Research and action across scales: protecting the human rights, livelihoods, and culture of small-scale fishers
impact story – overview
A cross-scalar approach is integral to our vision for the One Ocean Hub. We intend to produce research and influence action responsive to and meaningful for local communities, particularly those of small-scale fishers (SSFs). This requires action across multiple scales of governance and power.
To help achieve this, we have put in place ways of working that intentionally connect actors and processes at different scales. This includes:
- co-developing research from the outset with national partners in our focus countries as well as with UN and international NGO partners;
- proactively sharing early findings that can be useful in our partners’ own planning and agenda-setting activities;
- systematically sharing our research through capacity-building activities with representatives of our focus countries’ governments to international forums and national decision-making structures;
- strategically utilising the strength of Hub partnerships with international organisations to leverage further support from other international organisations; and
- encouraging dissemination of international-level decisions and actions to add authority to local advocacy efforts and influence systemic change at the national level.
We have also taken a deliberately broad approach to “capacity building.” This common concept in international development tends to frame only the most local and peripheral actors as needing support to functionally engage in governance processes. Because the Hub sees need for support at every level of ocean governance, we work to build the capacity of:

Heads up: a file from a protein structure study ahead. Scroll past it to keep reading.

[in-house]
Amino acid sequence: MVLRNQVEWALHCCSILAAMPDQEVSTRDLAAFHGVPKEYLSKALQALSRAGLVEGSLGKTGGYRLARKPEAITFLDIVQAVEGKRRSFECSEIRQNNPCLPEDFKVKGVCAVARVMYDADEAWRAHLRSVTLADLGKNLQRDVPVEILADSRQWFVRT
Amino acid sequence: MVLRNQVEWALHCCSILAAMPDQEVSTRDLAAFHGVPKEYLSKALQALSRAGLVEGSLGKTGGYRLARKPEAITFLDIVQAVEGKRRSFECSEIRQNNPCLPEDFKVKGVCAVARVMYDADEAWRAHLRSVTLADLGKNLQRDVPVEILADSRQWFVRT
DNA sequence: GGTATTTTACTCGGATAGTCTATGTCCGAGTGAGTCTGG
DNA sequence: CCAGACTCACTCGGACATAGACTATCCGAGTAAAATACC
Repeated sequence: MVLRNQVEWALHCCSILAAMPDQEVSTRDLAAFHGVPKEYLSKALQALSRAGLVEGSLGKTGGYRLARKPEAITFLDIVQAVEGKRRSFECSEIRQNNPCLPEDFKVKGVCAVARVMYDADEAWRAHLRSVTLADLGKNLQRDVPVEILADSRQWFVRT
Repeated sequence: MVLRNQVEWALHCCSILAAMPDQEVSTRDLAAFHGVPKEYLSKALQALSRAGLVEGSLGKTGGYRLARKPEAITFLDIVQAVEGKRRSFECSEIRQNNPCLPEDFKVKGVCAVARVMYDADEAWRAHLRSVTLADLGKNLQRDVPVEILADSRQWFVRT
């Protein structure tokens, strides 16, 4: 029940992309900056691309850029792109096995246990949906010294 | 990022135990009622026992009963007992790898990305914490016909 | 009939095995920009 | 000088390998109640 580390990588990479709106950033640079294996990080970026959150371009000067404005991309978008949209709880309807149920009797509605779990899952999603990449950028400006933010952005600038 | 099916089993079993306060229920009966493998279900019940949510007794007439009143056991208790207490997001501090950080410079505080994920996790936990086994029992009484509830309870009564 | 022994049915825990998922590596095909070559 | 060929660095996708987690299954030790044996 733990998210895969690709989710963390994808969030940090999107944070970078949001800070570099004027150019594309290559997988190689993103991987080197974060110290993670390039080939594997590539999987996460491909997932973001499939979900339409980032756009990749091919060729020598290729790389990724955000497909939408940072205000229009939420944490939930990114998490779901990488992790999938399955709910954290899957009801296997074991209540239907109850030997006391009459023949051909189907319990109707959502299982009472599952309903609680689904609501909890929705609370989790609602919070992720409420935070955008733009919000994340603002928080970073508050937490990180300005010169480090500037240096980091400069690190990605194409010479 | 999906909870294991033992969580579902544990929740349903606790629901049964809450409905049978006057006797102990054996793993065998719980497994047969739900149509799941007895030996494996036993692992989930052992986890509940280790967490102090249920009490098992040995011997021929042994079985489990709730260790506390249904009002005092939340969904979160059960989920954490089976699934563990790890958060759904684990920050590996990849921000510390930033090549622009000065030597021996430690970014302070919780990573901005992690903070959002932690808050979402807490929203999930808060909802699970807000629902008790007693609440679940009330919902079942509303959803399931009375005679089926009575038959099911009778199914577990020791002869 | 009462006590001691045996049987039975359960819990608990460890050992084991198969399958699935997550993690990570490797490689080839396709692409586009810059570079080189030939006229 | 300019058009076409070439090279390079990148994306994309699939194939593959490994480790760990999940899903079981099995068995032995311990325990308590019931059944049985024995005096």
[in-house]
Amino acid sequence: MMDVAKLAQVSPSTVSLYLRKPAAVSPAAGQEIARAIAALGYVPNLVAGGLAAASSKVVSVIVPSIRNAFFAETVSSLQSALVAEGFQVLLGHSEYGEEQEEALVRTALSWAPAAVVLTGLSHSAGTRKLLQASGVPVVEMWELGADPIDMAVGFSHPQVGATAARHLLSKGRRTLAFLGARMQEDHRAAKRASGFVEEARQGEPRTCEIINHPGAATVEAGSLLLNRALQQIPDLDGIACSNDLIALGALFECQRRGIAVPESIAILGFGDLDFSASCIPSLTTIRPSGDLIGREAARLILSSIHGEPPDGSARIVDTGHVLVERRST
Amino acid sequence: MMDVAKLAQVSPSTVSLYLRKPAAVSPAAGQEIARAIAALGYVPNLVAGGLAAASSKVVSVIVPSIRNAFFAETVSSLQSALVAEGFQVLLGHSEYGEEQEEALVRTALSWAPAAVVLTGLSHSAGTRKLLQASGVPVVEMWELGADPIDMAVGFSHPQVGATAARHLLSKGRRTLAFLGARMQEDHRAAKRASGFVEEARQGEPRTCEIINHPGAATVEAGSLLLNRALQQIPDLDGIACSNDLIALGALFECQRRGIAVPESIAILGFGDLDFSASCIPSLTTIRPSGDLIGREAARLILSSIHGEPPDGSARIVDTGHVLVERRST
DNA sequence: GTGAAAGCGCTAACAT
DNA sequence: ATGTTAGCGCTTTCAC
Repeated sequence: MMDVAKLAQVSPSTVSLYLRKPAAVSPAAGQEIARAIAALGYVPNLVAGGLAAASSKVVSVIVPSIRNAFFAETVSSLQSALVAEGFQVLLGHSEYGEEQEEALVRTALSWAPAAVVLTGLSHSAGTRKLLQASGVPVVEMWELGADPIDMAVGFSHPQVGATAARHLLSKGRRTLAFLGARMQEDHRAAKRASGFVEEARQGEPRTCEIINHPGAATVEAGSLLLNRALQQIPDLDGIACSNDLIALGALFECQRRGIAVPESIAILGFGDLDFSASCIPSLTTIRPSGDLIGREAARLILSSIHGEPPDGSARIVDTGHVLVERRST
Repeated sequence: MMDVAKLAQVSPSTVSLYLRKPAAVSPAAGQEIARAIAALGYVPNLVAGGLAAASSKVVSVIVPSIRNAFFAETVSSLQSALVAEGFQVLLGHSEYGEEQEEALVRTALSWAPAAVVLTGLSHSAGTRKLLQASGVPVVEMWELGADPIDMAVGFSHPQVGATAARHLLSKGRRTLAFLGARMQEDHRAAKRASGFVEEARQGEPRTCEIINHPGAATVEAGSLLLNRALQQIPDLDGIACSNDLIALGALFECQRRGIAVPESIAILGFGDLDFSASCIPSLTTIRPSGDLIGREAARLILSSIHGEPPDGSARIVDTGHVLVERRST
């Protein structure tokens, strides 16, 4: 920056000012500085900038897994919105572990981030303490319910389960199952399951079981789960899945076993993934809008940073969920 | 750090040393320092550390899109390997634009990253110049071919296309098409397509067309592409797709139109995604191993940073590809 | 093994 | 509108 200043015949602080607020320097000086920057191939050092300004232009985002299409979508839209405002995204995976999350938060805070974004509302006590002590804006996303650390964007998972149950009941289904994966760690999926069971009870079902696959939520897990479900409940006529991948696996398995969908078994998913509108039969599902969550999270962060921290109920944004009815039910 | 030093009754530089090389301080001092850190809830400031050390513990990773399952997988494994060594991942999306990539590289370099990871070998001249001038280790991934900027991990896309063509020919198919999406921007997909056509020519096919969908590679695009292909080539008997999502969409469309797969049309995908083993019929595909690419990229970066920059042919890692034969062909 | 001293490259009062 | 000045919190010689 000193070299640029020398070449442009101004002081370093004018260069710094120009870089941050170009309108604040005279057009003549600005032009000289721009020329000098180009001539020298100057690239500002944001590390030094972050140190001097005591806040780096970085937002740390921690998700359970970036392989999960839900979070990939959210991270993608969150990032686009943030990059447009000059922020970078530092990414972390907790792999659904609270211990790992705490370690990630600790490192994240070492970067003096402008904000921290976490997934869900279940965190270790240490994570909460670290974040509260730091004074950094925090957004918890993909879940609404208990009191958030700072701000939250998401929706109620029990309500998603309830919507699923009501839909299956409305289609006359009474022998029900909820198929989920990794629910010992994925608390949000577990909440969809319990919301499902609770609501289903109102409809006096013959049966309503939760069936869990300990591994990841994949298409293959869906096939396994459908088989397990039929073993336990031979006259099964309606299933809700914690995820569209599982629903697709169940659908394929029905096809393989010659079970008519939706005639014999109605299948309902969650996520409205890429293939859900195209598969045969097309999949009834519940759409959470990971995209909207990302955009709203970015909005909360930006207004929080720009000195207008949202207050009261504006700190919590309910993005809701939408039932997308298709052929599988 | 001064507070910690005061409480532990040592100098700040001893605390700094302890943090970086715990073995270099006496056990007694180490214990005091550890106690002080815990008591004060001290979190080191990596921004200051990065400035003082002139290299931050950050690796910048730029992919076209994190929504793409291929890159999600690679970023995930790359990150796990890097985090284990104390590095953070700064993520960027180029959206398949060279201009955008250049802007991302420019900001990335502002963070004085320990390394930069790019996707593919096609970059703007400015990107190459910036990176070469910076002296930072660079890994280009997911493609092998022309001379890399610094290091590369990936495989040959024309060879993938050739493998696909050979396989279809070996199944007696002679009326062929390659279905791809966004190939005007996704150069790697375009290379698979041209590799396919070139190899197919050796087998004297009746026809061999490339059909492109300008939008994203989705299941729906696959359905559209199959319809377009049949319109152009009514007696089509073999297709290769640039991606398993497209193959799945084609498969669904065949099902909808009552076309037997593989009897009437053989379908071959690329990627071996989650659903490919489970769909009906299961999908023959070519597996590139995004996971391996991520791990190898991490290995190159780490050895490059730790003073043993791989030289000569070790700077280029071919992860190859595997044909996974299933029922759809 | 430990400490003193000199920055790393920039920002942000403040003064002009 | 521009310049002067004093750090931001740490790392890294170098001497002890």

- international agencies to better understand how they can support Indigenous peoples and coastal communities negatively affected by blue economy initiatives (“ocean defenders”) and women and children negatively affected by unsustainable uses of the ocean;
- international partners to collaborate with one another and adapt modalities that accommodate community representatives’ needs;
- researchers to engage directly with international partners, as an essential skillset to develop meaningful cross-scale networks;
- community representatives to engage directly in international debates, while addressing their practical constraints and other, more pressing demands on their time; and
- local communities to participate in national policy-making processes, by organising workshops and providing support to participate in meetings.
Special Rapporteur reports are considered authoritative guidance and influence international monitoring of relevant State conduct.
PROFESSOR ELISA MORGERA, ONE OCEAN HUB DIRECTOR
I found myself thinking at many points that I need to redirect my entire area of focus and just work on oceans. It was inspiring.
DR DINA LUPIN, DIRECTOR OF THE GLOBAL NETWORK FOR HUMAN RIGHTS AND THE ENVIRONMENT
Read more about our efforts aimed to shift ways of working in UN bodies and international organisations. We are acting as a bridge-builder between international institutions, encouraging approaches to international policy and law that are responsive to local contexts, and introducing international organisations to our research and arts-based methods.
Read more about our work to impact UN guidance. Our work has been taken up by the UN Special Rapporteur on Cultural Rights, we are advising the UN Special Rapporteur on the Right to Food, and we have developed global capacity-building tools with the FAO and UNEP.
Read more about how the Hub is working to expand support for small-scale fishers as “ocean defenders.” On the local level, we are working to support SSF communities. Globally, we are raising awareness of the work of ocean defenders and the challenges they face. And we are expanding the UN’s work on environmental human rights defenders to include ocean as well as land defenders.